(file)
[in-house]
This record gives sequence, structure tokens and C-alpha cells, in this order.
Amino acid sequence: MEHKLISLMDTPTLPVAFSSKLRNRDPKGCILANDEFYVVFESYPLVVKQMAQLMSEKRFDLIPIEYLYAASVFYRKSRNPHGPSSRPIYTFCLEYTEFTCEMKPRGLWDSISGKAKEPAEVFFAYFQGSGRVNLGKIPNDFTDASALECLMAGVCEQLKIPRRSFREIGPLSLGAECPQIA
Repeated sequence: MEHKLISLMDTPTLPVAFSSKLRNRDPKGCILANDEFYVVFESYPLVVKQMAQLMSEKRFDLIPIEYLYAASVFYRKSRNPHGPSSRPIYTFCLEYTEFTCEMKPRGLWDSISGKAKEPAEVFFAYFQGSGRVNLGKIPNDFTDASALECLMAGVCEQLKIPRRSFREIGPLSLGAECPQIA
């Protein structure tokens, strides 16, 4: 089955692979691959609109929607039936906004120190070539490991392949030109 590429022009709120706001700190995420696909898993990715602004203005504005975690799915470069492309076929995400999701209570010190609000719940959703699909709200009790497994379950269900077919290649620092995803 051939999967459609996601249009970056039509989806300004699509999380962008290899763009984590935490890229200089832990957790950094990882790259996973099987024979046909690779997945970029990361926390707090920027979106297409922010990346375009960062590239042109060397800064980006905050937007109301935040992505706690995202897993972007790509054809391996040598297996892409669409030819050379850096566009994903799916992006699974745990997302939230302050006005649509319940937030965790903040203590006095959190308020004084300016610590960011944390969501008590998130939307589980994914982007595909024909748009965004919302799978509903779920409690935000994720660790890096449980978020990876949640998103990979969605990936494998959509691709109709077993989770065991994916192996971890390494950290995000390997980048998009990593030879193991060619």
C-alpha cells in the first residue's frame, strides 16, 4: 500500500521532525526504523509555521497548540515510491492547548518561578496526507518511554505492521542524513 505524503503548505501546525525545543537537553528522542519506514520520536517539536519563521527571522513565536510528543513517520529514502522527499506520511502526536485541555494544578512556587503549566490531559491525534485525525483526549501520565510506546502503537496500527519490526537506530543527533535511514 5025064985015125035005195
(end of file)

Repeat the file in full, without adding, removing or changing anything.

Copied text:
[in-house]
This record gives sequence, structure tokens and C-alpha cells, in this order.
Amino acid sequence: MEHKLISLMDTPTLPVAFSSKLRNRDPKGCILANDEFYVVFESYPLVVKQMAQLMSEKRFDLIPIEYLYAASVFYRKSRNPHGPSSRPIYTFCLEYTEFTCEMKPRGLWDSISGKAKEPAEVFFAYFQGSGRVNLGKIPNDFTDASALECLMAGVCEQLKIPRRSFREIGPLSLGAECPQIA
Repeated sequence: MEHKLISLMDTPTLPVAFSSKLRNRDPKGCILANDEFYVVFESYPLVVKQMAQLMSEKRFDLIPIEYLYAASVFYRKSRNPHGPSSRPIYTFCLEYTEFTCEMKPRGLWDSISGKAKEPAEVFFAYFQGSGRVNLGKIPNDFTDASALECLMAGVCEQLKIPRRSFREIGPLSLGAECPQIA
């Protein structure tokens, strides 16, 4: 089955692979691959609109929607039936906004120190070539490991392949030109 590429022009709120706001700190995420696909898993990715602004203005504005975690799915470069492309076929995400999701209570010190609000719940959703699909709200009790497994379950269900077919290649620092995803 051939999967459609996601249009970056039509989806300004699509999380962008290899763009984590935490890229200089832990957790950094990882790259996973099987024979046909690779997945970029990361926390707090920027979106297409922010990346375009960062590239042109060397800064980006905050937007109301935040992505706690995202897993972007790509054809391996040598297996892409669409030819050379850096566009994903799916992006699974745990997302939230302050006005649509319940937030965790903040203590006095959190308020004084300016610590960011944390969501008590998130939307589980994914982007595909024909748009965004919302799978509903779920409690935000994720660790890096449980978020990876949640998103990979969605990936494998959509691709109709077993989770065991994916192996971890390494950290995000390997980048998009990593030879193991060619």
C-alpha cells in the first residue's frame, strides 16, 4: 500500500521532525526504523509555521497548540515510491492547548518561578496526507518511554505492521542524513 505524503503548505501546525525545543537537553528522542519506514520520536517539536519563521527571522513565536510528543513517520529514502522527499506520511502526536485541555494544578512556587503549566490531559491525534485525525483526549501520565510506546502503537496500527519490526537506530543527533535511514 5025064985015125035005195